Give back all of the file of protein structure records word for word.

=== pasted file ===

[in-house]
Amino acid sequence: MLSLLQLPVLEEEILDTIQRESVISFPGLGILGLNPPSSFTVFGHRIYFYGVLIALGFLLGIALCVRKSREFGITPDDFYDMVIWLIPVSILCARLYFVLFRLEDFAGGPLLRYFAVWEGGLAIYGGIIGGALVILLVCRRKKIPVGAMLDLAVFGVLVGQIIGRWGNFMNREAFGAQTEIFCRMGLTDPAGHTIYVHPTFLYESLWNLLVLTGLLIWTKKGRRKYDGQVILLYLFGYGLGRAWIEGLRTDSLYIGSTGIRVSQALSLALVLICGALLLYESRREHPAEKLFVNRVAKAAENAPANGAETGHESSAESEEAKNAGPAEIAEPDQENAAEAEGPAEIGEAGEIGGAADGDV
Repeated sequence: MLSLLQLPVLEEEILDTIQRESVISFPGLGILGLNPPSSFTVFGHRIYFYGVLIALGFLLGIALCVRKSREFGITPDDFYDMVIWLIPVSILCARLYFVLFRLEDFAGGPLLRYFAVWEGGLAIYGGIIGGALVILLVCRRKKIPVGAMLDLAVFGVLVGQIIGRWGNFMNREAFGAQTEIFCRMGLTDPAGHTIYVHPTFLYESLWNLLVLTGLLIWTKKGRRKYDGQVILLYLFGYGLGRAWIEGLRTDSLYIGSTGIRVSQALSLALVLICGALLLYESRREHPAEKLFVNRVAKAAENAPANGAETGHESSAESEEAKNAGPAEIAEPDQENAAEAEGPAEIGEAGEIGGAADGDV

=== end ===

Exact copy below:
[in-house]
Amino acid sequence: MLSLLQLPVLEEEILDTIQRESVISFPGLGILGLNPPSSFTVFGHRIYFYGVLIALGFLLGIALCVRKSREFGITPDDFYDMVIWLIPVSILCARLYFVLFRLEDFAGGPLLRYFAVWEGGLAIYGGIIGGALVILLVCRRKKIPVGAMLDLAVFGVLVGQIIGRWGNFMNREAFGAQTEIFCRMGLTDPAGHTIYVHPTFLYESLWNLLVLTGLLIWTKKGRRKYDGQVILLYLFGYGLGRAWIEGLRTDSLYIGSTGIRVSQALSLALVLICGALLLYESRREHPAEKLFVNRVAKAAENAPANGAETGHESSAESEEAKNAGPAEIAEPDQENAAEAEGPAEIGEAGEIGGAADGDV
Repeated sequence: MLSLLQLPVLEEEILDTIQRESVISFPGLGILGLNPPSSFTVFGHRIYFYGVLIALGFLLGIALCVRKSREFGITPDDFYDMVIWLIPVSILCARLYFVLFRLEDFAGGPLLRYFAVWEGGLAIYGGIIGGALVILLVCRRKKIPVGAMLDLAVFGVLVGQIIGRWGNFMNREAFGAQTEIFCRMGLTDPAGHTIYVHPTFLYESLWNLLVLTGLLIWTKKGRRKYDGQVILLYLFGYGLGRAWIEGLRTDSLYIGSTGIRVSQALSLALVLICGALLLYESRREHPAEKLFVNRVAKAAENAPANGAETGHESSAESEEAKNAGPAEIAEPDQENAAEAEGPAEIGEAGEIGGAADGDV